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The Course of Human Events | [David McCullough]

The Course of Human Events

On May 15, 2003, David McCullough presented "The Course of Human Events" as The 2003 Jefferson Lecture in the Humanities in Washington, DC. The Jefferson Lecture is a tribute to McCullough's lifetime investigation of history.
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Publisher's Summary

On May 15, 2003, David McCullough presented "The Course of Human Events" as The 2003 Jefferson Lecture in the Humanities in Washington, DC. The Jefferson Lecture is a tribute to McCullough's lifetime investigation of history.

In this short speech, this master historian tracks his fascination with all things historical to his early days in Pittsburgh where he "learned to love history by way of books" in bookshops and at the local library.

McCullough eloquently leads us through the founding fathers' attraction to history, letting us in on his composition of 1776 as well as the Pulitzer Prize-winning John Adams. His obvious affection for history is inspiring, because it encompasses the whole reach of the human drama. In McCullough's able hands, history truly "is a larger way of looking at life".

©2005 David McCullough; (P)2005 Simon & Schuster Inc. AUDIOWORKS is an imprint of Simon & Schuster Audio Division, Inc.

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  •  
    Alan Berkley, MI, United States 09-13-05
    Alan Berkley, MI, United States 09-13-05 Member Since 2006
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    "A Pitch for History"

    Everyone, school-age people in particular, should hear this short but superb talk by one of America's greatest historians. David McCullough, as anyone familiar with his work knows, creates what amount to wayback machines that plop us right into the events that made America. He portrays participants so vividly that they soon begin to seem like our old personal acquaintances.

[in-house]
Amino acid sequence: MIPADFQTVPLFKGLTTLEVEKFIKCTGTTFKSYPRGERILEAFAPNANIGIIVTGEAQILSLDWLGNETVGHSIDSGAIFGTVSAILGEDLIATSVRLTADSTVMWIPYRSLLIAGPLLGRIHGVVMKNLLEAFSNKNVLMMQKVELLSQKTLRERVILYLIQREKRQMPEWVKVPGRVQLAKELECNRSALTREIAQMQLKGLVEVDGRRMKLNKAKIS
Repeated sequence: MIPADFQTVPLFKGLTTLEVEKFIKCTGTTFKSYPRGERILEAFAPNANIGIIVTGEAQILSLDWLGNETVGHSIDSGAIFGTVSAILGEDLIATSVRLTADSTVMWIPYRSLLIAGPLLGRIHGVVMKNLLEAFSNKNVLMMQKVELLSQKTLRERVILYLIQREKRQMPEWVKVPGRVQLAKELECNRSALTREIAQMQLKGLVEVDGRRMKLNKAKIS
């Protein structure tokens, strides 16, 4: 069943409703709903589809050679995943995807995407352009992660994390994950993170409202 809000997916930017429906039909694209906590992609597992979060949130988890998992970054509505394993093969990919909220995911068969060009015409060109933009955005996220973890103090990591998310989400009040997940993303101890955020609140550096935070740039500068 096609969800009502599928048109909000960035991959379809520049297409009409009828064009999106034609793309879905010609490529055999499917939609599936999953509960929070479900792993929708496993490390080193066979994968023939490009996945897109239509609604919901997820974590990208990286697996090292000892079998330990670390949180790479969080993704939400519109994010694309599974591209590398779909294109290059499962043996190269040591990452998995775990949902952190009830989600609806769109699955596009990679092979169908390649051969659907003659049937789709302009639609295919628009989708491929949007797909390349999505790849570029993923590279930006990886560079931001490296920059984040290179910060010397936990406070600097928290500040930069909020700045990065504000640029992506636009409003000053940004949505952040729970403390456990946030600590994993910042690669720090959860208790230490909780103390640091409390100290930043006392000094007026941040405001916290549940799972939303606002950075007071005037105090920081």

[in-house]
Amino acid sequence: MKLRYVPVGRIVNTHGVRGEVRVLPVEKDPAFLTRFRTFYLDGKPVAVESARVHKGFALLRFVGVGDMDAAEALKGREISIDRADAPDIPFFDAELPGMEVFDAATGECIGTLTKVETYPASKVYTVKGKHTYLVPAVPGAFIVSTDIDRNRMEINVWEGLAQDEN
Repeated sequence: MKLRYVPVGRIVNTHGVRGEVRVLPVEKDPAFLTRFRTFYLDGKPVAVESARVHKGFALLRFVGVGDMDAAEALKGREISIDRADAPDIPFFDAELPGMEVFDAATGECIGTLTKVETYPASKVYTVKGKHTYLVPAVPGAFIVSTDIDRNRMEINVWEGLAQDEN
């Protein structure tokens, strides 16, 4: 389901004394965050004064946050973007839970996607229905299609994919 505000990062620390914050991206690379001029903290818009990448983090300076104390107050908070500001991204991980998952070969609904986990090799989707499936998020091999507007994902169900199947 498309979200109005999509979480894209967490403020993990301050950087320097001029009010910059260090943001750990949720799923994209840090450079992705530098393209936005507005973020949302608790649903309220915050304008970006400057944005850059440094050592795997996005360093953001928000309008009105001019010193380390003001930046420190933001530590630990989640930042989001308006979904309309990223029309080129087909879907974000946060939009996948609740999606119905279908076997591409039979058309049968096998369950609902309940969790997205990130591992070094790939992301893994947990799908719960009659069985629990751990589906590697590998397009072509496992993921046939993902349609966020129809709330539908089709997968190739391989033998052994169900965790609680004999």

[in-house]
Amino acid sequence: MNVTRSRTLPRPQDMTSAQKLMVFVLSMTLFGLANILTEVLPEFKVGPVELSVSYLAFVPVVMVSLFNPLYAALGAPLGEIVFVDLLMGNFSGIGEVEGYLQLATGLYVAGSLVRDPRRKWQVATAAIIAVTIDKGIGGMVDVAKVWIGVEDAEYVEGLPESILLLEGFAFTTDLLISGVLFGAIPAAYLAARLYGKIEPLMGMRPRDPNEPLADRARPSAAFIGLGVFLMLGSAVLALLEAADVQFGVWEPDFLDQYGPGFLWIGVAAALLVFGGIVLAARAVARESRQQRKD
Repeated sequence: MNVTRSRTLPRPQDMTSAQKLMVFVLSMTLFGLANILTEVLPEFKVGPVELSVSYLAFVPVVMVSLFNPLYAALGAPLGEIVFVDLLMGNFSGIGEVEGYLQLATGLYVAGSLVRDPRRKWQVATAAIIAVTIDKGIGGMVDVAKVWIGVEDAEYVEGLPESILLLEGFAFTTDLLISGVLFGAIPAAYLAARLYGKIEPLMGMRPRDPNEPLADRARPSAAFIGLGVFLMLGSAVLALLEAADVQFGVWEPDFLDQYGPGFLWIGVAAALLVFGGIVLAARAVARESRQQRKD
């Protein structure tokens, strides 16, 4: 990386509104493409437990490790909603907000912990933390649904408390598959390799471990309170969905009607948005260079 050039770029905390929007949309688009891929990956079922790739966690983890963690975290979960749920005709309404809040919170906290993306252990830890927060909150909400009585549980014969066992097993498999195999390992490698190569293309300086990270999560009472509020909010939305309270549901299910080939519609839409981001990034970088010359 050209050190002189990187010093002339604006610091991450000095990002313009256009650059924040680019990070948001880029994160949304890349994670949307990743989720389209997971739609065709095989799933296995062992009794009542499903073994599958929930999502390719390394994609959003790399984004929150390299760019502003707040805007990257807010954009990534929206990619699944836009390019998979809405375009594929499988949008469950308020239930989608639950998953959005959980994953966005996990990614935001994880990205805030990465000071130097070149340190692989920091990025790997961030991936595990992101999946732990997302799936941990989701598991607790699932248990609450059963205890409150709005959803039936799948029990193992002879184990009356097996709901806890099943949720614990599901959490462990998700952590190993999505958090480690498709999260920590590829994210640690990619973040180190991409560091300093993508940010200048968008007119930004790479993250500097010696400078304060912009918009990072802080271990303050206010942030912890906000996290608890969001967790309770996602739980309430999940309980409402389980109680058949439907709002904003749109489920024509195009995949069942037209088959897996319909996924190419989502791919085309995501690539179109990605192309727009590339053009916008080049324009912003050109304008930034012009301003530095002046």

In this recording McCullough tells how he got hooked on history, why history is so important to an understanding of our world... and why it's so much fun.

    He points out here and in his book 1776 what isn't understood widely enough -- and this is why every American should hear this program -- that America's war for independence was an absurdly long shot, almost certain to fail. Yet thousands bet their lives and fortunes to go up against the world's only superpower -- and incredibly, after hardship and loss that is difficult for present-day Americans to imagine, they eventually won.

    I just wish I'd been exposed to history by someone as inspirational as McCullough when I was fourteen.

    49 of 49 people found this review helpful
  •  
    Craig Danville, PA, USA 04-14-09
    Craig Danville, PA, USA 04-14-09
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    "Stupendous"

    David McCullough has three things going for him.
    1) is that he has an amazing voice for an author
    2) is that he could make a phone book sound facinating, and
    3) is that David McCullough knows what he is talking about.
    For a short read, you cannot go wrong with this book.

    11 of 11 people found this review helpful
  •  
    Charla Fort Lupton, CO, USA 09-04-08
    Charla Fort Lupton, CO, USA 09-04-08
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    "Be still my patriotic heart"

    I love Mr. McCullough's work, and I enjoy listening to him speak. This was very enjoyable, something I will listen to time and time again.

    8 of 9 people found this review helpful
  •  
    Laurel Columbus, OH, United States 12-12-11
    Laurel Columbus, OH, United States 12-12-11 Member Since 2011
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    "Comments re The Court of Human Events"
    Would you listen to The Course of Human Events again? Why?

    I would listen again to this performance because it is inspiring, especially if you love American history or are a family historian.


    What other book might you compare The Course of Human Events to and why?

    This book is comparable to another book by McCullough; 1776.


    Which scene was your favorite?

    There is only one scene. McCullough captures the historical essence of a famous painting which depicts the signing of the Declaration of Independence.


    Did you have an extreme reaction to this book? Did it make you laugh or cry?

    I was left with deep feelings of patriotism and reverence for the individuals who made great personal sacrifices before, during and after the Revolution.


    2 of 2 people found this review helpful
  •  
    Beth Simpsonville, SC, USA 07-28-08
    Beth Simpsonville, SC, USA 07-28-08
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    "FANTASTIC"

    ABSOLUTELY FANTASTIC

    4 of 5 people found this review helpful
  •  
    Devon Rensselaer, NY, United States 07-03-14
    Devon Rensselaer, NY, United States 07-03-14 Member Since 2006

    “I discovered books and read forever,” - John Adams

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    "A Love Letter to History"

    Want to wake up your love and appreciation for American History? Read this. Rather, devour it.

    0 of 0 people found this review helpful
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